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Einstein's geometry is often explained to the layman (me) as "Mass tells spacetime how to curve, spacetime tells mass how to move". It seems to me then, that what we call gravity is explained by the movement of a body in a straight line through curved spacetime.

I understand from similar questions that it's a model, we use the apparent force of gravity because it's easier to model a force than model curved space,

The standard model of particle physics explains the other 3 fundamental forces and the particles that carry them. However it can not explain gravity as a force in the same way, and the predicted graviton hasn't been detected by any of the particle accelerators.

In light of the fact that it is explained by the curvature of space, that it isn't explained by the otherwise well tested model of particle physics, that it is completely different from the other 3 fundamental forces in magnitude, why is it still considered to be fundamental?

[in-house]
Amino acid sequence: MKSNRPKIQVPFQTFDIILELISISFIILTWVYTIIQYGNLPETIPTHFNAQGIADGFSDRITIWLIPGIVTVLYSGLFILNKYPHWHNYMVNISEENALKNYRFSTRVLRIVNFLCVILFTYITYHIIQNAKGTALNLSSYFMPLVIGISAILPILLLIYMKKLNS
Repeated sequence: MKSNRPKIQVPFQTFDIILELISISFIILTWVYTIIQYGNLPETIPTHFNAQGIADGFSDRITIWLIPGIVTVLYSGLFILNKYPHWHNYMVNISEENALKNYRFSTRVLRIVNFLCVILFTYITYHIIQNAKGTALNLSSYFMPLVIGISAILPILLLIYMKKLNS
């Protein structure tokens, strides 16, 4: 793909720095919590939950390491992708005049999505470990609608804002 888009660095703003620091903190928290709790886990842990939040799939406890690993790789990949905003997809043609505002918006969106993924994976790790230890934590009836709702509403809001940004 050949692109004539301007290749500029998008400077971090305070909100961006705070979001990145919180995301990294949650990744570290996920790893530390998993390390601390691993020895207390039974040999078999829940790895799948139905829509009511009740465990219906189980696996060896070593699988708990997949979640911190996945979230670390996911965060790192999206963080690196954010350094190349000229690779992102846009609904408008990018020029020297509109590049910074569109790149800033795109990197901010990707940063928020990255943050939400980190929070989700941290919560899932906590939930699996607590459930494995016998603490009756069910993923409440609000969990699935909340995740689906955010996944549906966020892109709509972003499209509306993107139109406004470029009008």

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    $\begingroup$ In short, it's not a combination of the other forces which we call fundamental, so what else would you call it? $\endgroup$ – probably_someone Dec 9 '19 at 23:46
  • $\begingroup$ @probably_someone Thanks for your comment. I guess what I'm trying to say is that names are important because we ascribe meanings and definitions to them and therefore expectations, so I wouldn't give it a name "just because". Especially in this case where we're putting something in a group and that thing has clearly different characteristics from the other things in the group. $\endgroup$ – JustABitOfCode Dec 10 '19 at 8:41
  • $\begingroup$ @ACuriousMind, I don't believe this is a duplicate because the other similar questions concentrate on gravity modelling curved space and don't contrast gravity with the other 3 fundamental forces. $\endgroup$ – JustABitOfCode Dec 10 '19 at 8:46

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